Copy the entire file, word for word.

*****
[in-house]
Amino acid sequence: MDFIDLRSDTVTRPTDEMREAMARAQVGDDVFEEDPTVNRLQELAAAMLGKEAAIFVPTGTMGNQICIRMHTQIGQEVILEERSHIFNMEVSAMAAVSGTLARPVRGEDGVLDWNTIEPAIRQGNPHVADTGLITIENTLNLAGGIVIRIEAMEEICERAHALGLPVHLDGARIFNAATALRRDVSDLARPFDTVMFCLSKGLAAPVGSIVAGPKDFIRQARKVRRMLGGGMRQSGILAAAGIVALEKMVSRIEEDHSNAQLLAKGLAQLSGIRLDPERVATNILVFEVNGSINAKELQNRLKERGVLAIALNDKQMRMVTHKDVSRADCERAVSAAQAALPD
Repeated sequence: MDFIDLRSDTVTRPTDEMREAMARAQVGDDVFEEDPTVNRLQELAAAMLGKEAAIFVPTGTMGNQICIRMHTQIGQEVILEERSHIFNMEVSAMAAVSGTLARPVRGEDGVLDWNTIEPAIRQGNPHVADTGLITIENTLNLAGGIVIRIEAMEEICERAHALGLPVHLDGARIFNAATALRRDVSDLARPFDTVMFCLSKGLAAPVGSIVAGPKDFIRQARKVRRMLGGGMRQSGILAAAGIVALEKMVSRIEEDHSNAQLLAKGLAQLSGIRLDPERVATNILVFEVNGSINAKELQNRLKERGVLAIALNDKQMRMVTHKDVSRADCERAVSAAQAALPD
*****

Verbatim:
[in-house]
Amino acid sequence: MDFIDLRSDTVTRPTDEMREAMARAQVGDDVFEEDPTVNRLQELAAAMLGKEAAIFVPTGTMGNQICIRMHTQIGQEVILEERSHIFNMEVSAMAAVSGTLARPVRGEDGVLDWNTIEPAIRQGNPHVADTGLITIENTLNLAGGIVIRIEAMEEICERAHALGLPVHLDGARIFNAATALRRDVSDLARPFDTVMFCLSKGLAAPVGSIVAGPKDFIRQARKVRRMLGGGMRQSGILAAAGIVALEKMVSRIEEDHSNAQLLAKGLAQLSGIRLDPERVATNILVFEVNGSINAKELQNRLKERGVLAIALNDKQMRMVTHKDVSRADCERAVSAAQAALPD
Repeated sequence: MDFIDLRSDTVTRPTDEMREAMARAQVGDDVFEEDPTVNRLQELAAAMLGKEAAIFVPTGTMGNQICIRMHTQIGQEVILEERSHIFNMEVSAMAAVSGTLARPVRGEDGVLDWNTIEPAIRQGNPHVADTGLITIENTLNLAGGIVIRIEAMEEICERAHALGLPVHLDGARIFNAATALRRDVSDLARPFDTVMFCLSKGLAAPVGSIVAGPKDFIRQARKVRRMLGGGMRQSGILAAAGIVALEKMVSRIEEDHSNAQLLAKGLAQLSGIRLDPERVATNILVFEVNGSINAKELQNRLKERGVLAIALNDKQMRMVTHKDVSRADCERAVSAAQAALPD